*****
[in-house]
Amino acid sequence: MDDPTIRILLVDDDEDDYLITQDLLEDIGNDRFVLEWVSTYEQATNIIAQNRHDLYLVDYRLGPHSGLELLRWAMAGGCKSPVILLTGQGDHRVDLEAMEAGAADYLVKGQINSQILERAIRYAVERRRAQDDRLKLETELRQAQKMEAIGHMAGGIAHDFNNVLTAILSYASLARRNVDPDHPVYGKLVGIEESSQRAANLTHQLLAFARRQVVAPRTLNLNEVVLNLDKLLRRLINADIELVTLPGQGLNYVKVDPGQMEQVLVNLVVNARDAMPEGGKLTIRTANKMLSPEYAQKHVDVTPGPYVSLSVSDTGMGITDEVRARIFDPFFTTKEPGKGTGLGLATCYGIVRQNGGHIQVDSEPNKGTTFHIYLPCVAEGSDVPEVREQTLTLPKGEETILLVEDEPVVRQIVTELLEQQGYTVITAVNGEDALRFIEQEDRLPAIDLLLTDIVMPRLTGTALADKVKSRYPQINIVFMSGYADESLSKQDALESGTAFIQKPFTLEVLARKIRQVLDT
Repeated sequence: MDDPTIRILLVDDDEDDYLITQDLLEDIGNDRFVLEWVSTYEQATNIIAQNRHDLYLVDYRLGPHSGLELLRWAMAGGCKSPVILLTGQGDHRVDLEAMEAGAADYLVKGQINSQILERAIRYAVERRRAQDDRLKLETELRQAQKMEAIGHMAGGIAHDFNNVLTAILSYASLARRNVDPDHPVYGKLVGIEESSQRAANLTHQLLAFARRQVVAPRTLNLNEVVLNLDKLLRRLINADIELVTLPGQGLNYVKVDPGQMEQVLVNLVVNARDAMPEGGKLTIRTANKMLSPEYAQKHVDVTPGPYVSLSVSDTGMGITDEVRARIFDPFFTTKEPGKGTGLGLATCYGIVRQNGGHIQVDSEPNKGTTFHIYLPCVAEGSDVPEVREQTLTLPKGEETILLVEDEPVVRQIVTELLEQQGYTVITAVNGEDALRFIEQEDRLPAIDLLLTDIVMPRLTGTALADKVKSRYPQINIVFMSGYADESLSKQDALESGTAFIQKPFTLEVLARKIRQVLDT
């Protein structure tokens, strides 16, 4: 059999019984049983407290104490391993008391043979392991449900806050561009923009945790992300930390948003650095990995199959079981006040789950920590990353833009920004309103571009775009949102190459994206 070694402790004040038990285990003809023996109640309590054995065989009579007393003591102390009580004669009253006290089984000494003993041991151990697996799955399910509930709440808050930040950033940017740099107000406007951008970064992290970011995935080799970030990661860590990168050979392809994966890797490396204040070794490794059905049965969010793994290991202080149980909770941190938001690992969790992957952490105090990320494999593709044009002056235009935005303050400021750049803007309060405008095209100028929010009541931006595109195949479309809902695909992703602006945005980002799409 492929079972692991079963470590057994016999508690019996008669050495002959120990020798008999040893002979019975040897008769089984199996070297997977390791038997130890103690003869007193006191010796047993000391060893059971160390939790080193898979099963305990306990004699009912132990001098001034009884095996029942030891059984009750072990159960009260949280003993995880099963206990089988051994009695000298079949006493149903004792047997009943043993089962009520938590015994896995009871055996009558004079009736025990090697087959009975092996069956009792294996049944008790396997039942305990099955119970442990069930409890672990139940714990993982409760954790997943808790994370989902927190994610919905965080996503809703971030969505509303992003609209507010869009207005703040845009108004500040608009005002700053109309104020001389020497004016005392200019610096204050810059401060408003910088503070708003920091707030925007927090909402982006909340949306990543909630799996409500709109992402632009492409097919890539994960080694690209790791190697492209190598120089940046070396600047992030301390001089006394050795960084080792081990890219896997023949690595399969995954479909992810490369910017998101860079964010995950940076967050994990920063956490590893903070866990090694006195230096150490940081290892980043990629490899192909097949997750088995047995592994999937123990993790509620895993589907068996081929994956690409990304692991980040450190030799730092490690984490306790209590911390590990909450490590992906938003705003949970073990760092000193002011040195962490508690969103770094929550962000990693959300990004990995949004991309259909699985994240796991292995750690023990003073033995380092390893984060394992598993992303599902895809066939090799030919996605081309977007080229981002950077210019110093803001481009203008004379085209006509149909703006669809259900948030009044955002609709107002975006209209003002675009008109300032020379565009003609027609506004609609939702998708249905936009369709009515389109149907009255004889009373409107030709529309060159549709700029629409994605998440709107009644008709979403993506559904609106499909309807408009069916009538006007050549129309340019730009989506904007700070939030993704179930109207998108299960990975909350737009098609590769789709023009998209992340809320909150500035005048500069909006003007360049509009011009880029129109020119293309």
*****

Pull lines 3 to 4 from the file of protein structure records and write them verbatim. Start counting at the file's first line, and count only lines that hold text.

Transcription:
Repeated sequence: MDDPTIRILLVDDDEDDYLITQDLLEDIGNDRFVLEWVSTYEQATNIIAQNRHDLYLVDYRLGPHSGLELLRWAMAGGCKSPVILLTGQGDHRVDLEAMEAGAADYLVKGQINSQILERAIRYAVERRRAQDDRLKLETELRQAQKMEAIGHMAGGIAHDFNNVLTAILSYASLARRNVDPDHPVYGKLVGIEESSQRAANLTHQLLAFARRQVVAPRTLNLNEVVLNLDKLLRRLINADIELVTLPGQGLNYVKVDPGQMEQVLVNLVVNARDAMPEGGKLTIRTANKMLSPEYAQKHVDVTPGPYVSLSVSDTGMGITDEVRARIFDPFFTTKEPGKGTGLGLATCYGIVRQNGGHIQVDSEPNKGTTFHIYLPCVAEGSDVPEVREQTLTLPKGEETILLVEDEPVVRQIVTELLEQQGYTVITAVNGEDALRFIEQEDRLPAIDLLLTDIVMPRLTGTALADKVKSRYPQINIVFMSGYADESLSKQDALESGTAFIQKPFTLEVLARKIRQVLDT
């Protein structure tokens, strides 16, 4: 059999019984049983407290104490391993008391043979392991449900806050561009923009945790992300930390948003650095990995199959079981006040789950920590990353833009920004309103571009775009949102190459994206 070694402790004040038990285990003809023996109640309590054995065989009579007393003591102390009580004669009253006290089984000494003993041991151990697996799955399910509930709440808050930040950033940017740099107000406007951008970064992290970011995935080799970030990661860590990168050979392809994966890797490396204040070794490794059905049965969010793994290991202080149980909770941190938001690992969790992957952490105090990320494999593709044009002056235009935005303050400021750049803007309060405008095209100028929010009541931006595109195949479309809902695909992703602006945005980002799409 492929079972692991079963470590057994016999508690019996008669050495002959120990020798008999040893002979019975040897008769089984199996070297997977390791038997130890103690003869007193006191010796047993000391060893059971160390939790080193898979099963305990306990004699009912132990001098001034009884095996029942030891059984009750072990159960009260949280003993995880099963206990089988051994009695000298079949006493149903004792047997009943043993089962009520938590015994896995009871055996009558004079009736025990090697087959009975092996069956009792294996049944008790396997039942305990099955119970442990069930409890672990139940714990993982409760954790997943808790994370989902927190994610919905965080996503809703971030969505509303992003609209507010869009207005703040845009108004500040608009005002700053109309104020001389020497004016005392200019610096204050810059401060408003910088503070708003920091707030925007927090909402982006909340949306990543909630799996409500709109992402632009492409097919890539994960080694690209790791190697492209190598120089940046070396600047992030301390001089006394050795960084080792081990890219896997023949690595399969995954479909992810490369910017998101860079964010995950940076967050994990920063956490590893903070866990090694006195230096150490940081290892980043990629490899192909097949997750088995047995592994999937123990993790509620895993589907068996081929994956690409990304692991980040450190030799730092490690984490306790209590911390590990909450490590992906938003705003949970073990760092000193002011040195962490508690969103770094929550962000990693959300990004990995949004991309259909699985994240796991292995750690023990003073033995380092390893984060394992598993992303599902895809066939090799030919996605081309977007080229981002950077210019110093803001481009203008004379085209006509149909703006669809259900948030009044955002609709107002975006209209003002675009008109300032020379565009003609027609506004609609939702998708249905936009369709009515389109149907009255004889009373409107030709529309060159549709700029629409994605998440709107009644008709979403993506559904609106499909309807408009069916009538006007050549129309340019730009989506904007700070939030993704179930109207998108299960990975909350737009098609590769789709023009998209992340809320909150500035005048500069909006003007360049509009011009880029129109020119293309």